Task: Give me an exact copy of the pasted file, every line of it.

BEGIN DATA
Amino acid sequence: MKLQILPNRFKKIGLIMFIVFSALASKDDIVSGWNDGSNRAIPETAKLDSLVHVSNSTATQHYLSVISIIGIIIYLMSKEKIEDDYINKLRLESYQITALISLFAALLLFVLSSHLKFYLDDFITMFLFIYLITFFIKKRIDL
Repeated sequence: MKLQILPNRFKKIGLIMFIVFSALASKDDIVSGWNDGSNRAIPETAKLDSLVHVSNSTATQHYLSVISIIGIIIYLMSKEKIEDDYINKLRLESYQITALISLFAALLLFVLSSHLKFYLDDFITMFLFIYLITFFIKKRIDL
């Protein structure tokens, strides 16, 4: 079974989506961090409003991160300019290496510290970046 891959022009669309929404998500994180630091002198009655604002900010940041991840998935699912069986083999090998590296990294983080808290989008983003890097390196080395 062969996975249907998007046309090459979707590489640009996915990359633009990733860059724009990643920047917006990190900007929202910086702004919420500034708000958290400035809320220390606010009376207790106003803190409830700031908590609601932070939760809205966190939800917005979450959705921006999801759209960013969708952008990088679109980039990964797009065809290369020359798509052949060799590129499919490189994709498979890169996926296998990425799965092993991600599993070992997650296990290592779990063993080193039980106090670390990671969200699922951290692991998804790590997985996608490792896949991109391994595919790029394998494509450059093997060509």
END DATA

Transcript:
Amino acid sequence: MKLQILPNRFKKIGLIMFIVFSALASKDDIVSGWNDGSNRAIPETAKLDSLVHVSNSTATQHYLSVISIIGIIIYLMSKEKIEDDYINKLRLESYQITALISLFAALLLFVLSSHLKFYLDDFITMFLFIYLITFFIKKRIDL
Repeated sequence: MKLQILPNRFKKIGLIMFIVFSALASKDDIVSGWNDGSNRAIPETAKLDSLVHVSNSTATQHYLSVISIIGIIIYLMSKEKIEDDYINKLRLESYQITALISLFAALLLFVLSSHLKFYLDDFITMFLFIYLITFFIKKRIDL
């Protein structure tokens, strides 16, 4: 079974989506961090409003991160300019290496510290970046 891959022009669309929404998500994180630091002198009655604002900010940041991840998935699912069986083999090998590296990294983080808290989008983003890097390196080395 062969996975249907998007046309090459979707590489640009996915990359633009990733860059724009990643920047917006990190900007929202910086702004919420500034708000958290400035809320220390606010009376207790106003803190409830700031908590609601932070939760809205966190939800917005979450959705921006999801759209960013969708952008990088679109980039990964797009065809290369020359798509052949060799590129499919490189994709498979890169996926296998990425799965092993991600599993070992997650296990290592779990063993080193039980106090670390990671969200699922951290692991998804790590997985996608490792896949991109391994595919790029394998494509450059093997060509």